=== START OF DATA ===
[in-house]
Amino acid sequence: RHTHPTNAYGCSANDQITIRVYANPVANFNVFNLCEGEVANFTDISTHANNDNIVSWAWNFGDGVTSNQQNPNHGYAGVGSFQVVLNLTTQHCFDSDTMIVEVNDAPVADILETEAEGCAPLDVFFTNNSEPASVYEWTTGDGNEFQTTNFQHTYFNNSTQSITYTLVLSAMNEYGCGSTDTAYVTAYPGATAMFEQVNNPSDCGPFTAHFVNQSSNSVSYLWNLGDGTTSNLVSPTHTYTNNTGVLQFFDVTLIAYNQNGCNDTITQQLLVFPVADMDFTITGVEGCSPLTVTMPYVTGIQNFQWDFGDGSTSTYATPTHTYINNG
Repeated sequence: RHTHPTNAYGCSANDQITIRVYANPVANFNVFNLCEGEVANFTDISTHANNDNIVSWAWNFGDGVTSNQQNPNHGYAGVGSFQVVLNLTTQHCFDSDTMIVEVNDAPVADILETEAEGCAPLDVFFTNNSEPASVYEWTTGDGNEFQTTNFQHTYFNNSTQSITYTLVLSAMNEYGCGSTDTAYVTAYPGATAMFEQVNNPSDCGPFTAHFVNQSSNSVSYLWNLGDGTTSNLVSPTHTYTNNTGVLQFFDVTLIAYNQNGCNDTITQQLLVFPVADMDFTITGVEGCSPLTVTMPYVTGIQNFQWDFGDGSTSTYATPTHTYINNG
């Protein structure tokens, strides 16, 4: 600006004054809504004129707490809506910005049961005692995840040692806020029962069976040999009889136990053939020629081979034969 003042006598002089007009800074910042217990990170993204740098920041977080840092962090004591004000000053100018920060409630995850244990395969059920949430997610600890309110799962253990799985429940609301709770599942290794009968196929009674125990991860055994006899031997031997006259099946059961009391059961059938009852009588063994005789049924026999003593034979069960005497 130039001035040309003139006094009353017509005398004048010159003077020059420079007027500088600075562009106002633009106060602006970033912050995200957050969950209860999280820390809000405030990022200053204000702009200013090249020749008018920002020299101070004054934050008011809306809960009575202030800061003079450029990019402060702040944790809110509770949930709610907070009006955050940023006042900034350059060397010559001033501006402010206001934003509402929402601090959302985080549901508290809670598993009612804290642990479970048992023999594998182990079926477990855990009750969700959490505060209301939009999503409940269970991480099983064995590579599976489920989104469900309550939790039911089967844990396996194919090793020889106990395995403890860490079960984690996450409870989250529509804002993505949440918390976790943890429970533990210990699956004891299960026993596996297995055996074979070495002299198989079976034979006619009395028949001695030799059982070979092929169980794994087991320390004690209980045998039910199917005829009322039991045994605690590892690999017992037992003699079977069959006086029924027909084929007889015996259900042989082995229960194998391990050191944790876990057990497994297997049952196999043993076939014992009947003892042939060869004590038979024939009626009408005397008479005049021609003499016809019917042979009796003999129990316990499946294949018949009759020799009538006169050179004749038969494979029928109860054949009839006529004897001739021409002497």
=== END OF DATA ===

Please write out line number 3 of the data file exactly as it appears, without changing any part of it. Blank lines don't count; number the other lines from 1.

Repeated sequence: RHTHPTNAYGCSANDQITIRVYANPVANFNVFNLCEGEVANFTDISTHANNDNIVSWAWNFGDGVTSNQQNPNHGYAGVGSFQVVLNLTTQHCFDSDTMIVEVNDAPVADILETEAEGCAPLDVFFTNNSEPASVYEWTTGDGNEFQTTNFQHTYFNNSTQSITYTLVLSAMNEYGCGSTDTAYVTAYPGATAMFEQVNNPSDCGPFTAHFVNQSSNSVSYLWNLGDGTTSNLVSPTHTYTNNTGVLQFFDVTLIAYNQNGCNDTITQQLLVFPVADMDFTITGVEGCSPLTVTMPYVTGIQNFQWDFGDGSTSTYATPTHTYINNG